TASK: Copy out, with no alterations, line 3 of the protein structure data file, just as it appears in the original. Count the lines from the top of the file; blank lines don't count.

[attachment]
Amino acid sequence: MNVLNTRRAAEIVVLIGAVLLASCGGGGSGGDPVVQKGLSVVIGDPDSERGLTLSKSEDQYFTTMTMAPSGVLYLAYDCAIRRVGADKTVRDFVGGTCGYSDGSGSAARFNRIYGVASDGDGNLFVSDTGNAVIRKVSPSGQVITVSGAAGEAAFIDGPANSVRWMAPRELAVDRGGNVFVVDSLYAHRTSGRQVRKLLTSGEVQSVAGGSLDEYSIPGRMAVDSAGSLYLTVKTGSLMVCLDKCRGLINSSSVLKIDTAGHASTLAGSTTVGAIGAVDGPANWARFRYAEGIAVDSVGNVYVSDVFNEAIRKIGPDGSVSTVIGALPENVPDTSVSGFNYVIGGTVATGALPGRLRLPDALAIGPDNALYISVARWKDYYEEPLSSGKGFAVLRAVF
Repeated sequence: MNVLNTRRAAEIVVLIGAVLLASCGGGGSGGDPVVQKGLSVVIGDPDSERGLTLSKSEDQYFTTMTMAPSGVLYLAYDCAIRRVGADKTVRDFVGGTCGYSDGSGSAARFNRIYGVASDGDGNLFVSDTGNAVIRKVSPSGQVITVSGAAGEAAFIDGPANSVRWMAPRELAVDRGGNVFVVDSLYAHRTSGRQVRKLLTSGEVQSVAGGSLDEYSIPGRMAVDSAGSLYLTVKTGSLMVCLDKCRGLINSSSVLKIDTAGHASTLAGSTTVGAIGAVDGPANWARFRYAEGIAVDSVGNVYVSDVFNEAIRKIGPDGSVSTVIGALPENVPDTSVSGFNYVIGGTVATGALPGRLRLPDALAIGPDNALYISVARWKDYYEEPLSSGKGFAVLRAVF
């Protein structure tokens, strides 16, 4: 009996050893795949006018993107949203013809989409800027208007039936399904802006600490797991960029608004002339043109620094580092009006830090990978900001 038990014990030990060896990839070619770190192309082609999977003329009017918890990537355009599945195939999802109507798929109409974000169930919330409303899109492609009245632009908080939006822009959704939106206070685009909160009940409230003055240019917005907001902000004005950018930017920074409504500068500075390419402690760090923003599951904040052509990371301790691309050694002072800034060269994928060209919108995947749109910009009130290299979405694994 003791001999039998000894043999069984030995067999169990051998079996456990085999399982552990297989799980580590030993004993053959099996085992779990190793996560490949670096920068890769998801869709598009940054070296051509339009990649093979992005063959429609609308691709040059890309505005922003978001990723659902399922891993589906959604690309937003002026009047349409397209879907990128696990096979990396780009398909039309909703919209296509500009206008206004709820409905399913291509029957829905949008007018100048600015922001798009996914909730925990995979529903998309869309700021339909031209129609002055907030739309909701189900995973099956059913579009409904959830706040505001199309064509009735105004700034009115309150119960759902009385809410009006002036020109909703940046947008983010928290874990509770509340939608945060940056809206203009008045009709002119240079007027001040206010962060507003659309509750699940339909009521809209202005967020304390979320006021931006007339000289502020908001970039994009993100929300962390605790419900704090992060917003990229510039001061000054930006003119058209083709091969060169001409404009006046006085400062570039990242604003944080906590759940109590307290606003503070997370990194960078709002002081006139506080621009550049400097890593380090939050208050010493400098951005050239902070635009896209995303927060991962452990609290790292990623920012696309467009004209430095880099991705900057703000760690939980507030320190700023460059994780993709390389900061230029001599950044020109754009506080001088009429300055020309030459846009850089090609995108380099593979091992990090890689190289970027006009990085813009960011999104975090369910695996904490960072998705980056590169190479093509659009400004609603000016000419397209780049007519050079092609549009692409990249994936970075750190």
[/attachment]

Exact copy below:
């Protein structure tokens, strides 16, 4: 009996050893795949006018993107949203013809989409800027208007039936399904802006600490797991960029608004002339043109620094580092009006830090990978900001 038990014990030990060896990839070619770190192309082609999977003329009017918890990537355009599945195939999802109507798929109409974000169930919330409303899109492609009245632009908080939006822009959704939106206070685009909160009940409230003055240019917005907001902000004005950018930017920074409504500068500075390419402690760090923003599951904040052509990371301790691309050694002072800034060269994928060209919108995947749109910009009130290299979405694994 003791001999039998000894043999069984030995067999169990051998079996456990085999399982552990297989799980580590030993004993053959099996085992779990190793996560490949670096920068890769998801869709598009940054070296051509339009990649093979992005063959429609609308691709040059890309505005922003978001990723659902399922891993589906959604690309937003002026009047349409397209879907990128696990096979990396780009398909039309909703919209296509500009206008206004709820409905399913291509029957829905949008007018100048600015922001798009996914909730925990995979529903998309869309700021339909031209129609002055907030739309909701189900995973099956059913579009409904959830706040505001199309064509009735105004700034009115309150119960759902009385809410009006002036020109909703940046947008983010928290874990509770509340939608945060940056809206203009008045009709002119240079007027001040206010962060507003659309509750699940339909009521809209202005967020304390979320006021931006007339000289502020908001970039994009993100929300962390605790419900704090992060917003990229510039001061000054930006003119058209083709091969060169001409404009006046006085400062570039990242604003944080906590759940109590307290606003503070997370990194960078709002002081006139506080621009550049400097890593380090939050208050010493400098951005050239902070635009896209995303927060991962452990609290790292990623920012696309467009004209430095880099991705900057703000760690939980507030320190700023460059994780993709390389900061230029001599950044020109754009506080001088009429300055020309030459846009850089090609995108380099593979091992990090890689190289970027006009990085813009960011999104975090369910695996904490960072998705980056590169190479093509659009400004609603000016000419397209780049007519050079092609549009692409990249994936970075750190």